In my lab

Social media has always been a way for me to share passion. My passion about content, my passion about creativity. Because it’s all about creating stuff that didn’t exist, right? May that be a podcast, a blogpost or a photo for example.

But it’s also always been a laboratory to me. A place where I could experiment, try new things, put in practice my latest discoveries. And the purpose of this lab has always been the same, which brings me back to that first paragraph: to find more efficient ways to share my little creations. Certain things begin to exist when others are aware of them. That’s when the fun begins.

The mad scientist
I don’t publish very extravagant things on the web. Nor do I talk about my very private life. You won’t see stupid pictures of me on flickr or mean comments from me on other people’s blogs. I’m not that type of person anyway. But I like to try all sorts of things to spread the word and see what works best. That’s why I monitor the number of clicks on the short URLs I post via Twitter, FaceBook and other places. If I get two clicks, I learn that I was boring on the message accompanying that URL. So I can experiment and see if this works better than that and so on. The goal is always to share with the highest number of people… and you get very unpredictable results sometimes.

Happy accidents
As experimentation in a real-life laboratory can generate some sparks and explosions, you get pretty much the same with the web. And it’s often when you’ve got no expectations that you get the most powerful reactions. Here I’ll talk about numbers. Not that absolute numbers are important at all but they’ll help me to illustrate what I’m trying to say.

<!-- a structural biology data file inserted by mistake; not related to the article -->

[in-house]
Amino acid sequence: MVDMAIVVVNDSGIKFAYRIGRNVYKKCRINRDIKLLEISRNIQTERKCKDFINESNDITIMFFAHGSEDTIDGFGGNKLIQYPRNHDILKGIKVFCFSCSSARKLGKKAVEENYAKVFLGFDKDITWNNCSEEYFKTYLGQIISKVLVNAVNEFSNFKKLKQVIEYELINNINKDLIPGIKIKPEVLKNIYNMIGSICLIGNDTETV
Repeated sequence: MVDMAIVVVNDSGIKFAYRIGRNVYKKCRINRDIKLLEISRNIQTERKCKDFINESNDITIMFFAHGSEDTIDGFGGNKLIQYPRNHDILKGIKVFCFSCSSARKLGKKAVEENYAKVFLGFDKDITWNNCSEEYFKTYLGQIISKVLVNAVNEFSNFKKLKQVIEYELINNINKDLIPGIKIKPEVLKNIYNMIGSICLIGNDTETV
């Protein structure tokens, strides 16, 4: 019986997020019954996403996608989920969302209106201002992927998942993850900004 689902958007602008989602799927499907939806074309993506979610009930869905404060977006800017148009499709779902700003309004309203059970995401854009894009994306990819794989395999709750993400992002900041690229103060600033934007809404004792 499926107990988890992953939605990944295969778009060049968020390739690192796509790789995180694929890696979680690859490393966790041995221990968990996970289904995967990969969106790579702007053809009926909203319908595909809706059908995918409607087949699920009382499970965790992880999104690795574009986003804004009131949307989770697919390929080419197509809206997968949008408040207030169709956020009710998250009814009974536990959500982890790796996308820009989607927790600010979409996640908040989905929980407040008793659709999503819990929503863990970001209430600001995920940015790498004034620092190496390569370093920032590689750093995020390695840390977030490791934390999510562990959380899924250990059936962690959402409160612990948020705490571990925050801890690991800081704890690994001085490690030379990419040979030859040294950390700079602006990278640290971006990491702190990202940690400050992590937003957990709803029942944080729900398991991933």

My short URLs get clicked an average of 32 times. Is it good or is it bad considering the number of followers I have on Twitter and friends I have on FaceBook? I don’t know and I don’t care. But I do care abouts sparks (and flops too). My previous highest clicked URL was a joke and was reposted by friends to get an honest 80 clicks. More than twice the average. Not bad.

Cult of personnality?
As I told you, I don’t post about my private life and I rarely put pictures of myself on the web. You still can find my face if you ask Google but it’s mainly pictures of me at events like conferences, PodCamps, PAB or PodMtl. No big deal. And it’s perfect as it is. But this week, I shared a picture of myself on TwitPic with only the words: New Haircut. And Boom! It just exploded. Well, not exactly a nuclear explosion but enough to get more than twice the number of clicks I got from that previous highest-scoring URL. I didn’t expect that at all. And I just didn’t understand at first.

I had quite a few compliments and a few retweets on that very boring and down-to-earth picture. Even the official Twitterer from Québec Solidaire, a provincial political party, complimented and retweeted the URL. But why on earth did my same old face with a fresh haircut matter that much to other people? I finally found out that answering that question was as easy as asking it: because people care about other people. It’s as simple as that. Don’t get me wrong, the whole planet doesn’t care about what I look like with shorter and lighter hair. But considering that my Twitter followers and FaceBook friends are mostly people I’ve met in person or listeners of my podcast, maybe, somehow, they care.

No matter what my efforts have been to create or find valuable content and share it to the crowd, what I understand is that they care more about me than what I may do. A somehow flattering but very humbling experience that puts in perspective all the efforts one may put into the web.

Photo by estherase


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